“Consider the lilies of the field…” They really are quite beautiful. I can just imagine them blowing in the breeze, waving back and forth, like the petals are reaching toward something just out of reach. I think about the colors, the shape of the flowers. Each flower is unique but in a sea of flowers. I visualize a field of flowers, moving like waves together. It makes me pause and inhale.
“Consider the lilies of the field…” Jesus tells us not to worry about clothing, food, work or worldly comforts. Instead, he gives us this image to contemplate, something serene and slow in a world that encourages rapid response and worry. How are we to stop worrying when we have really important things to worry about?
Doesn’t Jesus know that I have bills due? Doesn’t Jesus think about what horrible event that might befall me or my family or my friends? Doesn’t Jesus worry about the disaster right around the corner? I need to worry about these things because if I don’t, who will? I need to worry about the frightening possibilities because somehow I think that I can prepare myself for them. I need to worry because if I worry maybe through magical thinking those horrible events will not happen.
Ah-ha! There it is! I worry because I (think that I) want to be in control. I worry because I think that somehow worrying might change the situation with the power of my thoughts. Uh, yeah right. It might sound ridiculous, but I believe if we really explored why we worry we might find that indeed we do believe that our worrying will change things.
So what are we supposed to do about worrying? We are to “consider the lilies of the field.” What does that mean? I think it means that we remember wonder. I think that it means that we give thanks here and now. I think it means that we remember who created the universe and it was not us.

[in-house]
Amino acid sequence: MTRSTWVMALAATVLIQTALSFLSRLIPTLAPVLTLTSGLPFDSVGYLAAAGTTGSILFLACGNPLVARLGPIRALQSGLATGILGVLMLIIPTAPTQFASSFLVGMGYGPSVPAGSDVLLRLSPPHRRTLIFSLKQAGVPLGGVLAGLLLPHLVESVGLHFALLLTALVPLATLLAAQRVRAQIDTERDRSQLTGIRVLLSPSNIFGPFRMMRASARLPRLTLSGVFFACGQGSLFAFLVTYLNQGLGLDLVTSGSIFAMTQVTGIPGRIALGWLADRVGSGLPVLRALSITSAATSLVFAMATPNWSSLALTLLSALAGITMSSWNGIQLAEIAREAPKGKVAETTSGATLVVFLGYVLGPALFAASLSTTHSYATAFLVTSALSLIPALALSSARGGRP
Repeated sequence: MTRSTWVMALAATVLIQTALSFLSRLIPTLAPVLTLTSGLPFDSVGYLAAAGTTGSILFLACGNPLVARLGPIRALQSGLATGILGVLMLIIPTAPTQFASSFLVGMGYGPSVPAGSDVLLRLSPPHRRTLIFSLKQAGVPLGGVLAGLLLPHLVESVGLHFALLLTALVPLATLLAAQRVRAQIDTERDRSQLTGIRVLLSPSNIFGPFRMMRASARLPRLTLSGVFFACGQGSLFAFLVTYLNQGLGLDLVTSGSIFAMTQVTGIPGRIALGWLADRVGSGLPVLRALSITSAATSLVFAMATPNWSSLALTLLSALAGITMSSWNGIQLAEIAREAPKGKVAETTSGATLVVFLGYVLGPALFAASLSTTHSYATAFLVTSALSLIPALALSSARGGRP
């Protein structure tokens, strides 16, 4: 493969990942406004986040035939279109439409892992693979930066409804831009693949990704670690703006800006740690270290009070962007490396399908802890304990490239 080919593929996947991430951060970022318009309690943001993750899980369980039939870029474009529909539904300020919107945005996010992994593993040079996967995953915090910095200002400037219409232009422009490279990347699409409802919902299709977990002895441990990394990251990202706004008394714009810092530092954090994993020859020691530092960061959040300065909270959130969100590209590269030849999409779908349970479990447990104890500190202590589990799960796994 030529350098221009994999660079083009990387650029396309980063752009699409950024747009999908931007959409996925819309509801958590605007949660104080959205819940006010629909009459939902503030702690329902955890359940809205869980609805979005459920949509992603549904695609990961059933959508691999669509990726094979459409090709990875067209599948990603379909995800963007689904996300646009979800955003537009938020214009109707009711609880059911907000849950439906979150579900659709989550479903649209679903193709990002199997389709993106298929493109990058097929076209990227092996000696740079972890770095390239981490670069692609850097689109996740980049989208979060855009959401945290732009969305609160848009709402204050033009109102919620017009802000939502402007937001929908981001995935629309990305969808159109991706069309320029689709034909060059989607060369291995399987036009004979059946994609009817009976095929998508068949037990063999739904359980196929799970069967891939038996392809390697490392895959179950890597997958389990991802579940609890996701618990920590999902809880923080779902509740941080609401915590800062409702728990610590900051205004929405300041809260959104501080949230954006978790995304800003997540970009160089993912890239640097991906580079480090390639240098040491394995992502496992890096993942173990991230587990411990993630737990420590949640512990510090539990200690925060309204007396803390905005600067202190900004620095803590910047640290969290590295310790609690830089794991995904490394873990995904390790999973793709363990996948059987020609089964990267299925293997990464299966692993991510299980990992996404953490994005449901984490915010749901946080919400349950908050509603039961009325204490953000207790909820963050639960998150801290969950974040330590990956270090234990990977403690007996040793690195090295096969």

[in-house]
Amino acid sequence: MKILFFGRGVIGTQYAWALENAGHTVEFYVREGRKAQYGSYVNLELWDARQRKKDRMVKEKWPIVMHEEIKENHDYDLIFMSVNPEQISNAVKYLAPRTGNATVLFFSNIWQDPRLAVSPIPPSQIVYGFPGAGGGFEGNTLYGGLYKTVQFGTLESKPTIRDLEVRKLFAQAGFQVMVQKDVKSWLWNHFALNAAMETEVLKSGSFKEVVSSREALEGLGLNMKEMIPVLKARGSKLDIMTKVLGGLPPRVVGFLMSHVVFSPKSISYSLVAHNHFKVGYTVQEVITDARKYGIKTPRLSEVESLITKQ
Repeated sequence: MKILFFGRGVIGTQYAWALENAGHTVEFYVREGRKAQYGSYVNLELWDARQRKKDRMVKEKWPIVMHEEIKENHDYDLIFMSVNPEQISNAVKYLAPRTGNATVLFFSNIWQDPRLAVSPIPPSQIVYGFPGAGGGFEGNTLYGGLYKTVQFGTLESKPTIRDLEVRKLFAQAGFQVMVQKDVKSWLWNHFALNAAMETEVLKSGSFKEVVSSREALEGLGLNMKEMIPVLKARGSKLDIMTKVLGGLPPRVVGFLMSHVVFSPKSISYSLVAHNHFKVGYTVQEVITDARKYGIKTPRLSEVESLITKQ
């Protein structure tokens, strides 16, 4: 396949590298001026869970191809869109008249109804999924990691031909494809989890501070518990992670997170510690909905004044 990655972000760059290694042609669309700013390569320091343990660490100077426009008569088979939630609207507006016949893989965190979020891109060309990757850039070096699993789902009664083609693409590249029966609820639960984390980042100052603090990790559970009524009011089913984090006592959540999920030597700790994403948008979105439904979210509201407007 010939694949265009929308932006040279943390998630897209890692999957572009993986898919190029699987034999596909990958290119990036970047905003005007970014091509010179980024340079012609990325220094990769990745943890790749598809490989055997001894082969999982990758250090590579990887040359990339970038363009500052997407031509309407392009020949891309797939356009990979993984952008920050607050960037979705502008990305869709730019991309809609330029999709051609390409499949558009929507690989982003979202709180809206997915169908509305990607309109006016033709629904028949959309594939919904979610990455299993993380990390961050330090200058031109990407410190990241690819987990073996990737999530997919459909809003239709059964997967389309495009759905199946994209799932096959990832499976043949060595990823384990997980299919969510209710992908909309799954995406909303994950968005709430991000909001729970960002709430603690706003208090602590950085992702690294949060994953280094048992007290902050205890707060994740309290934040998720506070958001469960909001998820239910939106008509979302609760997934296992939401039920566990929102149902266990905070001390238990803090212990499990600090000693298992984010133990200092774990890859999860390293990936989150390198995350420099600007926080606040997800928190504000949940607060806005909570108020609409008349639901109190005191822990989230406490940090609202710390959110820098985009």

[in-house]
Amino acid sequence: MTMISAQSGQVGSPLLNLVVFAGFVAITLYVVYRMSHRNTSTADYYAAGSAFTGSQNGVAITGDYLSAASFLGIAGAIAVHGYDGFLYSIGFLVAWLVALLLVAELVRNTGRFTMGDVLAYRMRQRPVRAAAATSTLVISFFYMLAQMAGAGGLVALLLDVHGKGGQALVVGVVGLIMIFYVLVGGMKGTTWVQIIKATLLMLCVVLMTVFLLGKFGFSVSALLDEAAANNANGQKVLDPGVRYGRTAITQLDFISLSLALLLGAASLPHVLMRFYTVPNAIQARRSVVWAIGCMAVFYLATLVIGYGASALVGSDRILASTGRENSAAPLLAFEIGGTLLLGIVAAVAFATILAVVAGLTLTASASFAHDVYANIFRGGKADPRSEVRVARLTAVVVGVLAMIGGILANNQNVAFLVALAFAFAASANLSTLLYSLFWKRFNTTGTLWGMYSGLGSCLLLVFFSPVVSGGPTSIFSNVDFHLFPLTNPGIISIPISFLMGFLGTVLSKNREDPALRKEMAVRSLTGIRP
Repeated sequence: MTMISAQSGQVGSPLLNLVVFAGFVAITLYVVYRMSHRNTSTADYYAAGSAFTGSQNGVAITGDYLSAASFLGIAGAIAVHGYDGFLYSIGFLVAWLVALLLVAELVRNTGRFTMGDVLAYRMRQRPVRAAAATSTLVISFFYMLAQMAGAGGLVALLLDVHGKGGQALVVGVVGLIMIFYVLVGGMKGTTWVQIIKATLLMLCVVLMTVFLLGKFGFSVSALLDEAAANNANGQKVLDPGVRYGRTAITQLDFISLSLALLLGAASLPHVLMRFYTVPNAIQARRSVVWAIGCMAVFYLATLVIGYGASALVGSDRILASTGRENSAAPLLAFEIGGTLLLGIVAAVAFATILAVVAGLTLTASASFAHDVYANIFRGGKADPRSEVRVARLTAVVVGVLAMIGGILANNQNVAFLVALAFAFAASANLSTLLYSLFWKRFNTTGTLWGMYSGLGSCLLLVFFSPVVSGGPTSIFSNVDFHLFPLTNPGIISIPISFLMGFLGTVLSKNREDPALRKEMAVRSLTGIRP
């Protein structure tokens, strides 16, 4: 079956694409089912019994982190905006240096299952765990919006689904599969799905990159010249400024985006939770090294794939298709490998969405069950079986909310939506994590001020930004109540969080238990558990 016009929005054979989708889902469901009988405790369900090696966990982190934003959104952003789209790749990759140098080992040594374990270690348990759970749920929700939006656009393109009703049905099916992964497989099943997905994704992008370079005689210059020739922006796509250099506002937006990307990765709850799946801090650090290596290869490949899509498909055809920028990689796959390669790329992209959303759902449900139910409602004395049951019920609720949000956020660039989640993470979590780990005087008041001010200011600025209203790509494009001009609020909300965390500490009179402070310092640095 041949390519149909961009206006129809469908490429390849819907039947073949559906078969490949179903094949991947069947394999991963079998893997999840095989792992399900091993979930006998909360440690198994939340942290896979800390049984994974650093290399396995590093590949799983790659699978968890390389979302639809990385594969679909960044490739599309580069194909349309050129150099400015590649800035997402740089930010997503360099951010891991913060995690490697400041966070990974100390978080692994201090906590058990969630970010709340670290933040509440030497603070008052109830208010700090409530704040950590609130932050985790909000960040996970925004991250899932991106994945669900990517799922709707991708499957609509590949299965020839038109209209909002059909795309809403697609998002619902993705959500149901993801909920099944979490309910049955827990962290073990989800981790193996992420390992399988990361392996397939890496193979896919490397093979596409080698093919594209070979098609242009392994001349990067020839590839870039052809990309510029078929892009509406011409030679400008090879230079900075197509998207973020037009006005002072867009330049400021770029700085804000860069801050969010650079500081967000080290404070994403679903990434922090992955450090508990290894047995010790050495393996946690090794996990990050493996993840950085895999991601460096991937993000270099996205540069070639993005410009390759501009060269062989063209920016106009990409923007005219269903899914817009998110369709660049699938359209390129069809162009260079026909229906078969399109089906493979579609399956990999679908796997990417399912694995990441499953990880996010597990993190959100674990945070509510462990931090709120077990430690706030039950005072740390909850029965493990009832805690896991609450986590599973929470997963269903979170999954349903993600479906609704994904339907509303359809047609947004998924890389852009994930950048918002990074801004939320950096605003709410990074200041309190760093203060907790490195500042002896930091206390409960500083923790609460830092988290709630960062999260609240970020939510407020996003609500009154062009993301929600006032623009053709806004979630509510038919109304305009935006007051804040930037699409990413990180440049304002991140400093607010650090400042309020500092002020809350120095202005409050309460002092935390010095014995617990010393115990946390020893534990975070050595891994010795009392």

When you consider the lilies, watch the rain drops on the window, look at the squirrels playing in the grass in the backyard, you must stop. You cannot make the lilies less colorful. You cannot shut off the rain. You certainly cannot stop squirrels from raiding the bird feeder in the backyard (though I have heard about some products that say that they can). When you see these things, you passively experience them. You can try to shut them out, but they are still there as evidence of your inadequacy at controlling the world.
We conjure up this image of the lilies in our minds. We stop our attempts at control, and suddenly that imagination comes alive within us. Questions well up in our souls: how is this possible? Where do these colors come from? Why is it so beautiful? These are questions with no satisfactory answer except to draw our attention to God.
And yet, there is so much to worry about. The dreaded “what ifs” enter your mind. Heck, they are not just “what ifs” sometimes they are “what is.” What is my response to a child’s illness? What is my response to horrible injustice? What is my response to natural disasters? God may be in control, but gee whiz, why do these horrible things happen?
God knows why. This can be the other side of “considering the lilies” when they are thrown into the fire for fuel the next day. We wrestle for answers, and the obvious platitudes do not suffice. Perhaps again the questions draw us to God, draw us to love.
We can only respond with love. We can only answer the horrors and fears and worries with love. No promises of ease, no magical thinking, just love.